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The CONCACAF Gold Cup begins Sunday, with a Costa Rica-Cuba/Mexico-El Salvador doubleheader in front of a sellout crowd at Cowboys Stadium in Arlington, Texas, and plenty is at stake.
Forget Saturday's blowout loss to Spain. Bob Bradley fielded an, uh, experimental lineup, and it got carved up by the World Cup champs. This is a first-choice group, for the most part -- wish German-born outside back Timothy Chandler were here -- and that means anything less than a title-game appearance, preferably against Mexico, would be abject failure. The Yanks brought a C team to the proceedings two years ago and reached the final (falling to Mexico, 5-0), but this time they're serious, looking to add to Gold Cup crowns from 1991, 2002, 2005 and 2007. With Landon Donovan, Clint Dempsey, Michael Bradley and Tim Howard on the field, no reason they can't. Group: C
Jose Manuel “Chepo” de la Torre's first real test as El Tri boss is a big one, and he's assembled a group long on talent and depth, grit and savvy, creativity and finishing strength. On paper, nobody here can better the Mexicans, but any battle with the U.S. -- especially on U.S. soil, even in L.A. -- is a tough proposition. Striker Javier “Chicharito” Hernandez is coming off a stunning campaign with Manchester United, add in young creator Giovani Dos Santos, versatile captain Rafa Marquez, a dynamic midfield anchored by old hand Gerardo Torrado, a veteran backline, a new fan sensation in Christian “Hobbit” Bermudez … they've got it all, right? Not quite. With Jose de Jesus Corona booted for that semifinal head-butt, goalkeeping is a liability. Group: A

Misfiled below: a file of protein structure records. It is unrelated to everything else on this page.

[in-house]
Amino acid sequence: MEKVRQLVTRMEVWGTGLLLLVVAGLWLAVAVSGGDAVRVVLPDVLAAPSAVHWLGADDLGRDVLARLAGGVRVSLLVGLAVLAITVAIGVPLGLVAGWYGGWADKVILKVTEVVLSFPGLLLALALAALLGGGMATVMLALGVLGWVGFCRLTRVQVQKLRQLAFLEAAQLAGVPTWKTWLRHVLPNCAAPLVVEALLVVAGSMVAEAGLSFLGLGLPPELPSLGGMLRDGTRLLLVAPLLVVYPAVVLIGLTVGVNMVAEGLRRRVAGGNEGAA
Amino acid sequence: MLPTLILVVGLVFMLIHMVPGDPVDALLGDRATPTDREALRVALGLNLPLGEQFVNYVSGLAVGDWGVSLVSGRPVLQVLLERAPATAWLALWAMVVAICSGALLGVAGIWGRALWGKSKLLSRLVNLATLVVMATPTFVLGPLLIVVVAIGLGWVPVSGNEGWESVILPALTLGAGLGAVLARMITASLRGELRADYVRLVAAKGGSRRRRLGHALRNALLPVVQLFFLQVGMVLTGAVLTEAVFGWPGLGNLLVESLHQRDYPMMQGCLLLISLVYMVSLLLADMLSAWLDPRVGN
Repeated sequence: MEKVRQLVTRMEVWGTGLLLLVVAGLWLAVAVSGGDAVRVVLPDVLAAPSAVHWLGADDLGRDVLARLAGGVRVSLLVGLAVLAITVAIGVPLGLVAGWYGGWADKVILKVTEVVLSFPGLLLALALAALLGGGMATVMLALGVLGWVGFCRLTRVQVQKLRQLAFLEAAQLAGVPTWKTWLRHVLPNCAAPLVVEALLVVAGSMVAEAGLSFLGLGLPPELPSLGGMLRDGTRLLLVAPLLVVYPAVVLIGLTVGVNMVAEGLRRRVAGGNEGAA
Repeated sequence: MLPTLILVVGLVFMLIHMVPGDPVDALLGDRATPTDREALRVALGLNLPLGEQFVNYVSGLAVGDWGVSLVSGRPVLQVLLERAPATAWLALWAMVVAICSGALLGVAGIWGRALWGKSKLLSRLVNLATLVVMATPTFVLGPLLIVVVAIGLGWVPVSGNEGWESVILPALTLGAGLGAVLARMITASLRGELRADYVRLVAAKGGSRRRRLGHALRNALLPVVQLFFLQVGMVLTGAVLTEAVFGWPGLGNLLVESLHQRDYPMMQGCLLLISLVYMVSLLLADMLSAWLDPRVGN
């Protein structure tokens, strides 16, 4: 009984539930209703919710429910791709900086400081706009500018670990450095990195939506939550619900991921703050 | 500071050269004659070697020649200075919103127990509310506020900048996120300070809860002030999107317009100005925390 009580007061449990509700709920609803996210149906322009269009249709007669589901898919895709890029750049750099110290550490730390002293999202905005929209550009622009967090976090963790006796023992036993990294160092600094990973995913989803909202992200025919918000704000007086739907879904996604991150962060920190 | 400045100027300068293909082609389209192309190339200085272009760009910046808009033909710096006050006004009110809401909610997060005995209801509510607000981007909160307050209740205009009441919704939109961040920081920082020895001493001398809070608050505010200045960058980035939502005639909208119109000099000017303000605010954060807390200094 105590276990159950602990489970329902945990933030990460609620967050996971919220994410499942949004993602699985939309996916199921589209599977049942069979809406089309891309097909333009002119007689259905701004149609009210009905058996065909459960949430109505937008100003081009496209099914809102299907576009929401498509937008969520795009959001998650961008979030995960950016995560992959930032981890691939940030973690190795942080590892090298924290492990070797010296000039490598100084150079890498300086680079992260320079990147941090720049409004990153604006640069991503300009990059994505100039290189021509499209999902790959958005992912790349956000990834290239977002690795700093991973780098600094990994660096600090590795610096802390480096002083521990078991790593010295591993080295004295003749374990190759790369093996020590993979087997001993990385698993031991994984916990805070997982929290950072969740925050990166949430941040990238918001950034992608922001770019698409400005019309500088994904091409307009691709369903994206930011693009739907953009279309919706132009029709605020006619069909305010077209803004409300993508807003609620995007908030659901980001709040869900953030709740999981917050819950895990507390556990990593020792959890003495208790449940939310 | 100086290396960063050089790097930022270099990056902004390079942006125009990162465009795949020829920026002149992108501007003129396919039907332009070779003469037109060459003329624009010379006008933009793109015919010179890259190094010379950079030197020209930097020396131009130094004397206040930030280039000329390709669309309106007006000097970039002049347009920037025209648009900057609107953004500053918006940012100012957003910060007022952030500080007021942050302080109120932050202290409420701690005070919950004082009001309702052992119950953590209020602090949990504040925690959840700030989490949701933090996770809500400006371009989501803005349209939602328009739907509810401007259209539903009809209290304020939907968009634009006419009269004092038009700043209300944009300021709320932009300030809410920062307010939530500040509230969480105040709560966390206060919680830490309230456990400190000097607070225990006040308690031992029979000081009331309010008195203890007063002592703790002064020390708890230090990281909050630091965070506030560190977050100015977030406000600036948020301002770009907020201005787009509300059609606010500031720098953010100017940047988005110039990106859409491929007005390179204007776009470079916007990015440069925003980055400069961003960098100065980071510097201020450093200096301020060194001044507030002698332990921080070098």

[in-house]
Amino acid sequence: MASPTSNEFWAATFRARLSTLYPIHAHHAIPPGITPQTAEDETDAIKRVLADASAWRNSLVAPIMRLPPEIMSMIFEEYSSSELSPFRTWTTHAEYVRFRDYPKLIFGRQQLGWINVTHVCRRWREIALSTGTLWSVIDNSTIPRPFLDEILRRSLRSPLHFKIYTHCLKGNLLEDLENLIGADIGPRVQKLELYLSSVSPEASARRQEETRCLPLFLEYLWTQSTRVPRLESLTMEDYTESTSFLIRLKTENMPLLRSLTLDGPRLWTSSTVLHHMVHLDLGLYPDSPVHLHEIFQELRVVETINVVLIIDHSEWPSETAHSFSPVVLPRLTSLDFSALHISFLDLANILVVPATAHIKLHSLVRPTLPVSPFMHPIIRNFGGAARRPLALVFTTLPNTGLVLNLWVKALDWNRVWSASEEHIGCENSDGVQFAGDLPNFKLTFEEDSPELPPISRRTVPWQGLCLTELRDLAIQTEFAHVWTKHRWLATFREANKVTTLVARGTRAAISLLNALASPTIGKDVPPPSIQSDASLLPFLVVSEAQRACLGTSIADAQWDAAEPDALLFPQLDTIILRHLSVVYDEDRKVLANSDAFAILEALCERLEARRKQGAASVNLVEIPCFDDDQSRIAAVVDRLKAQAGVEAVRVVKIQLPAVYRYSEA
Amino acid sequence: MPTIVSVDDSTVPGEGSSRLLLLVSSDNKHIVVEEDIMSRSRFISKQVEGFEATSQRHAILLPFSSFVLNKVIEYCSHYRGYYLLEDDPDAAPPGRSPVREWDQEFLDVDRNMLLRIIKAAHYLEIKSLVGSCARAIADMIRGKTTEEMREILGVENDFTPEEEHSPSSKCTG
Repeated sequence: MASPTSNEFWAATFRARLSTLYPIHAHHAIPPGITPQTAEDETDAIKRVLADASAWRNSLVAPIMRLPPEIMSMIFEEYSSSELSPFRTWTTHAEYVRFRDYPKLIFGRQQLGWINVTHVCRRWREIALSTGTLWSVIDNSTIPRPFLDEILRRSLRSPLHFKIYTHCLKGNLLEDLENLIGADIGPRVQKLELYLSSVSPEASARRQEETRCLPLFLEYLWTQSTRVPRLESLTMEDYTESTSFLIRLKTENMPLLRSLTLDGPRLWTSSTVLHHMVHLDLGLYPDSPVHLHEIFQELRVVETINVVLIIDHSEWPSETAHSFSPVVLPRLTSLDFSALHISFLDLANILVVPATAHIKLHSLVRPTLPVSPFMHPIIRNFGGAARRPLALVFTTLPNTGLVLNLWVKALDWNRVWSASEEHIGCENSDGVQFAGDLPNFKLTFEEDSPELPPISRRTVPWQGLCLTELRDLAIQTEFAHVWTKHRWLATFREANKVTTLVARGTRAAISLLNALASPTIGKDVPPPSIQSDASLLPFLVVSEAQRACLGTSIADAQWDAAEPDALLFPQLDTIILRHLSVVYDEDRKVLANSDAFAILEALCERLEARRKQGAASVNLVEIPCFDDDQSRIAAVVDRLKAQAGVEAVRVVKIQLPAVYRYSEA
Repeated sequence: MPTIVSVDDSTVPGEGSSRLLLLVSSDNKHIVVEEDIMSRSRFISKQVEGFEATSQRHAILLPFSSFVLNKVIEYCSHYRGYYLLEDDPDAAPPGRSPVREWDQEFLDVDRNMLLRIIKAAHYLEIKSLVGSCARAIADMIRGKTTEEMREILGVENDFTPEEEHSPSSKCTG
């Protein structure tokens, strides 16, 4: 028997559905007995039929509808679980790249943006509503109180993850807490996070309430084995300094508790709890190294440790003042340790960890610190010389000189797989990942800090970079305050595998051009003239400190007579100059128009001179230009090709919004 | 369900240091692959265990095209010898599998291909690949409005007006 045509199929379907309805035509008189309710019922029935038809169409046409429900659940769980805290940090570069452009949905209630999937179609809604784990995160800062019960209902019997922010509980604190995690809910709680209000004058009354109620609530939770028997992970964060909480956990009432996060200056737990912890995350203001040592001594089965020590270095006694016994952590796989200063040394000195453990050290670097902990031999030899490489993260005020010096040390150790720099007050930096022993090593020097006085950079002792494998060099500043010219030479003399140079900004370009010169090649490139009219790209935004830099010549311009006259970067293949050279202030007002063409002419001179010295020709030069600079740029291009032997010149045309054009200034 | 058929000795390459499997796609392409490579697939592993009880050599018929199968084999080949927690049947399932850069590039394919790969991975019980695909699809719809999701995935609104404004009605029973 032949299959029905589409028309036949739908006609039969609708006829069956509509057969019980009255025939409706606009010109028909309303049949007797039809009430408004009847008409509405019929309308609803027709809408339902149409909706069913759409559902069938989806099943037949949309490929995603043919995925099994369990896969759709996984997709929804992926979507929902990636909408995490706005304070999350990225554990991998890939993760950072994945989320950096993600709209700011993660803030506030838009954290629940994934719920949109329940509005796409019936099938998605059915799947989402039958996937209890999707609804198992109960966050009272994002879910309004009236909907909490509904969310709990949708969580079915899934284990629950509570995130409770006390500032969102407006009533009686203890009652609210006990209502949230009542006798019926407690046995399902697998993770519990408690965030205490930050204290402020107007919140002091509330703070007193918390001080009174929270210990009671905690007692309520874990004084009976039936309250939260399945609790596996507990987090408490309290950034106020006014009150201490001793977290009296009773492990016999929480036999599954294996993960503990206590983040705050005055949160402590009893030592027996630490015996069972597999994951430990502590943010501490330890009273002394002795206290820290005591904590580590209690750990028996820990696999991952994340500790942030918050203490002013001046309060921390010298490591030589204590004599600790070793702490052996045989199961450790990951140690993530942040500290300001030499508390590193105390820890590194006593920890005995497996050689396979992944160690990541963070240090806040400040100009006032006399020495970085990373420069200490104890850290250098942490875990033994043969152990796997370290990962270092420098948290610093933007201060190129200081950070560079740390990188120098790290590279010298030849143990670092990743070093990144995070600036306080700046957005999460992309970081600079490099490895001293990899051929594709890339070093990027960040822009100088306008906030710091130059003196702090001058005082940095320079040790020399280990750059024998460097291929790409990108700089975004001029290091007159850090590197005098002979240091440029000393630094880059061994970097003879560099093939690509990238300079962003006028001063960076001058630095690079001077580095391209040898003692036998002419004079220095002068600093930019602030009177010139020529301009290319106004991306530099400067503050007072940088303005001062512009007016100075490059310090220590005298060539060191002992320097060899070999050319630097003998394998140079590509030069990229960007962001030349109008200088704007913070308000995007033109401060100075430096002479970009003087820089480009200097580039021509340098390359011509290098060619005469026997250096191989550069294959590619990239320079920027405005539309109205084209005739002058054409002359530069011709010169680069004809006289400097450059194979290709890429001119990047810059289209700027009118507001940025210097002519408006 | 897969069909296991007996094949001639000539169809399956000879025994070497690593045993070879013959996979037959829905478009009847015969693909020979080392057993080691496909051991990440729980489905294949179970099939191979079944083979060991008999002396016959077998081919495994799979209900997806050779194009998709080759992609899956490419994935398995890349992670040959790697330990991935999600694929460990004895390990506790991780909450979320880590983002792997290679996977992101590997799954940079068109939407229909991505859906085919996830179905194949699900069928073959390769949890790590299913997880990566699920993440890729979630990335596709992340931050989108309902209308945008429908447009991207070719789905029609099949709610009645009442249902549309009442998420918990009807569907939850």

Los Catrachos last year played in their first World Cup since 1982, then went out in January and claimed their first Central American title in 16 years. Manager Luis Fernando Suarez has 11 players who started at least once (and four who never left the field) in South Africa, plus forward Carlo Costly, who missed the Cup through injury, while old stars such as Carlos Pavon and Amado Guevara have moved on. The next generation is being blooded, and the quality through the team makes Honduras the best Central American bet. Group: B
The Ticos traditionally are Central America's top squad, with three World Cup trips since 1990, three CONCACAF championships (all before the Gold Cup era) and six Central American titles. They missed out on the World Cup after conceding a late goal to U.S. defender Jonathan Bornstein in the final qualifier -- it sent Honduras through and made Los Alamitos' Bornstein a hero to Hondurans -- and lost to their old rival in the Copa Centroamericana final in January. The old guard is gone, leaving Real Salt Lake star Alvaro Saborio and Club Brugge defender Junior Diaz and Scandinavia-based midfielder Celso Borges and Christian Bolaņos to lead. Group: A
This might be the best team the Reggae Boyz have fielded, and that includes the group that won a game at the 1998 World Cup. Were that Omar Cummings here, and healthy and in fine form, there'd be no doubt, but Cummings pulled out last week and his Colorado Rapids teammate Tyrone Marshall, a veteran center back, followed suit. They're still a good side, with one of CONCACAF's elite goalkeepers (Galaxy star Donovan Ricketts) and a fast, skilled, better-organized-than-usual group leaning heavily on players from MLS, England and Scandinavia. Group: B
Trivia question, with a trick answer. Name a CONCACAF country that has won the World Cup. Not the Women's World Cup nor the U-17 World Cup but the World Cup. … Yep, the Guadeloupeans. Officially, they're part of France -- just like Hawaii is part of the U.S. -- and have produced two of the finest French players, Lilian Thuram and Jocelyn Angloma, the latter an assistant coach for this squad. They're not eligible for FIFA events but made a stirring run to the Gold Cup semifinals four years ago and, led by Sporting Kansas City midfielder Stephane Auvray, are looking for another deep march. Group: C